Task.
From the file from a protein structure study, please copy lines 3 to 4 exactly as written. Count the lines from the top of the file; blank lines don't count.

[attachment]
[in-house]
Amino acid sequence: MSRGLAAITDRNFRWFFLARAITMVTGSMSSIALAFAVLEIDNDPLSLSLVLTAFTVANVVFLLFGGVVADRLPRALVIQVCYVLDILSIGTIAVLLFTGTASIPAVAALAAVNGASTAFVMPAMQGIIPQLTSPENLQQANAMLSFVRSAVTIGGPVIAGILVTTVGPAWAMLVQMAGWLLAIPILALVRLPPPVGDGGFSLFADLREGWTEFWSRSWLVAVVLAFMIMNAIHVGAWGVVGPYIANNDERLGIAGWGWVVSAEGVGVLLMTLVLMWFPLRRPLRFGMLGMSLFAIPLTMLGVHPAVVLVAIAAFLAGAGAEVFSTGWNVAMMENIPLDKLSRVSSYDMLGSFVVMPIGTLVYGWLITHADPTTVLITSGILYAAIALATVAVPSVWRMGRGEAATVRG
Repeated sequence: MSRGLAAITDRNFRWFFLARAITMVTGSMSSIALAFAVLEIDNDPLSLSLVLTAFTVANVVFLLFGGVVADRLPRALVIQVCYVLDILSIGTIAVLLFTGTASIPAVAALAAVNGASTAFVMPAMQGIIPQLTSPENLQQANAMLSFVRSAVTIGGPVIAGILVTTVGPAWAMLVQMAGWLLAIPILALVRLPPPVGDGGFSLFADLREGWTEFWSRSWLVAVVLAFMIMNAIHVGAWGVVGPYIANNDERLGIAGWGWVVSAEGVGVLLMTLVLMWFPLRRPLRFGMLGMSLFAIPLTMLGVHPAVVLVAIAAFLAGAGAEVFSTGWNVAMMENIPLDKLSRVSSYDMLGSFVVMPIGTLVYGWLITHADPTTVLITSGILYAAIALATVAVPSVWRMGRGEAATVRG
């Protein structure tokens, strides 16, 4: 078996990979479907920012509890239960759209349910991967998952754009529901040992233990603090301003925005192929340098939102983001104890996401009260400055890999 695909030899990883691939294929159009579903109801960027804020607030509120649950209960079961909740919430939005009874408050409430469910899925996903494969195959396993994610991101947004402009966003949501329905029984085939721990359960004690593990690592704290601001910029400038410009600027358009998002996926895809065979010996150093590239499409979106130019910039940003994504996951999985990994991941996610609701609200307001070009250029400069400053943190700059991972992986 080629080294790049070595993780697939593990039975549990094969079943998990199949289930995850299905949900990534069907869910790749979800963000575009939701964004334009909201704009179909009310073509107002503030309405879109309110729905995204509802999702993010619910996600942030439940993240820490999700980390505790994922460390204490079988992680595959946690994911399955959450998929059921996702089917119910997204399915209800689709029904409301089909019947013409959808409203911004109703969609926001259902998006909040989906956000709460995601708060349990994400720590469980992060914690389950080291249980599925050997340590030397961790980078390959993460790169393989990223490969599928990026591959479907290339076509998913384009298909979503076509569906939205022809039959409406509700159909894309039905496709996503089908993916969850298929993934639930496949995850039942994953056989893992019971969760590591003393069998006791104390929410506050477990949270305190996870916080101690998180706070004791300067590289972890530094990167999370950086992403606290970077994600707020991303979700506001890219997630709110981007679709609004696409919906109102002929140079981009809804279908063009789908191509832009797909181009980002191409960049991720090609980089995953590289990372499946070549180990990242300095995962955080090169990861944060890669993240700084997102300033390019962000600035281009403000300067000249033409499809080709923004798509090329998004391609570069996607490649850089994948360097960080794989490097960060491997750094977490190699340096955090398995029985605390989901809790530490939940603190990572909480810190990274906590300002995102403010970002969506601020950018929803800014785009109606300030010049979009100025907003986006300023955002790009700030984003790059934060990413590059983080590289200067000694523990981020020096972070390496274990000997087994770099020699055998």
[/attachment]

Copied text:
Repeated sequence: MSRGLAAITDRNFRWFFLARAITMVTGSMSSIALAFAVLEIDNDPLSLSLVLTAFTVANVVFLLFGGVVADRLPRALVIQVCYVLDILSIGTIAVLLFTGTASIPAVAALAAVNGASTAFVMPAMQGIIPQLTSPENLQQANAMLSFVRSAVTIGGPVIAGILVTTVGPAWAMLVQMAGWLLAIPILALVRLPPPVGDGGFSLFADLREGWTEFWSRSWLVAVVLAFMIMNAIHVGAWGVVGPYIANNDERLGIAGWGWVVSAEGVGVLLMTLVLMWFPLRRPLRFGMLGMSLFAIPLTMLGVHPAVVLVAIAAFLAGAGAEVFSTGWNVAMMENIPLDKLSRVSSYDMLGSFVVMPIGTLVYGWLITHADPTTVLITSGILYAAIALATVAVPSVWRMGRGEAATVRG
């Protein structure tokens, strides 16, 4: 078996990979479907920012509890239960759209349910991967998952754009529901040992233990603090301003925005192929340098939102983001104890996401009260400055890999 695909030899990883691939294929159009579903109801960027804020607030509120649950209960079961909740919430939005009874408050409430469910899925996903494969195959396993994610991101947004402009966003949501329905029984085939721990359960004690593990690592704290601001910029400038410009600027358009998002996926895809065979010996150093590239499409979106130019910039940003994504996951999985990994991941996610609701609200307001070009250029400069400053943190700059991972992986 080629080294790049070595993780697939593990039975549990094969079943998990199949289930995850299905949900990534069907869910790749979800963000575009939701964004334009909201704009179909009310073509107002503030309405879109309110729905995204509802999702993010619910996600942030439940993240820490999700980390505790994922460390204490079988992680595959946690994911399955959450998929059921996702089917119910997204399915209800689709029904409301089909019947013409959808409203911004109703969609926001259902998006909040989906956000709460995601708060349990994400720590469980992060914690389950080291249980599925050997340590030397961790980078390959993460790169393989990223490969599928990026591959479907290339076509998913384009298909979503076509569906939205022809039959409406509700159909894309039905496709996503089908993916969850298929993934639930496949995850039942994953056989893992019971969760590591003393069998006791104390929410506050477990949270305190996870916080101690998180706070004791300067590289972890530094990167999370950086992403606290970077994600707020991303979700506001890219997630709110981007679709609004696409919906109102002929140079981009809804279908063009789908191509832009797909181009980002191409960049991720090609980089995953590289990372499946070549180990990242300095995962955080090169990861944060890669993240700084997102300033390019962000600035281009403000300067000249033409499809080709923004798509090329998004391609570069996607490649850089994948360097960080794989490097960060491997750094977490190699340096955090398995029985605390989901809790530490939940603190990572909480810190990274906590300002995102403010970002969506601020950018929803800014785009109606300030010049979009100025907003986006300023955002790009700030984003790059934060990413590059983080590289200067000694523990981020020096972070390496274990000997087994770099020699055998």